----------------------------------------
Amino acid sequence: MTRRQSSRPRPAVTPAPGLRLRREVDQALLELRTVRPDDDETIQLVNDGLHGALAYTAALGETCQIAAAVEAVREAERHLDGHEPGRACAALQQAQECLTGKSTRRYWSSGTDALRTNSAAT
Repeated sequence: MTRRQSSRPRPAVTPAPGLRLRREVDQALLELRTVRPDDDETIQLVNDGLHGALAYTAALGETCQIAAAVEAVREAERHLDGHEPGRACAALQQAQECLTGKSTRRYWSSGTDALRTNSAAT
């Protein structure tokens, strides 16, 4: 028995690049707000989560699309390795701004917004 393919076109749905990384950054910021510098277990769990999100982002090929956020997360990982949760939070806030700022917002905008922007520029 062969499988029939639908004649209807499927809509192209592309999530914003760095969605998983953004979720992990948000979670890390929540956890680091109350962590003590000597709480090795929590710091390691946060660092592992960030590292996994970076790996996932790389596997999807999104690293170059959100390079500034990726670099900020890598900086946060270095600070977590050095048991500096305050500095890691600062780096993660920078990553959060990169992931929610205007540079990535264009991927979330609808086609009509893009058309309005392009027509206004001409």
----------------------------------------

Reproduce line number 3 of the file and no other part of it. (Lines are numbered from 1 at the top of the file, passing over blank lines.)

């Protein structure tokens, strides 16, 4: 028995690049707000989560699309390795701004917004 393919076109749905990384950054910021510098277990769990999100982002090929956020997360990982949760939070806030700022917002905008922007520029 062969499988029939639908004649209807499927809509192209592309999530914003760095969605998983953004979720992990948000979670890390929540956890680091109350962590003590000597709480090795929590710091390691946060660092592992960030590292996994970076790996996932790389596997999807999104690293170059959100390079500034990726670099900020890598900086946060270095600070977590050095048991500096305050500095890691600062780096993660920078990553959060990169992931929610205007540079990535264009991927979330609808086609009509893009058309309005392009027509206004001409």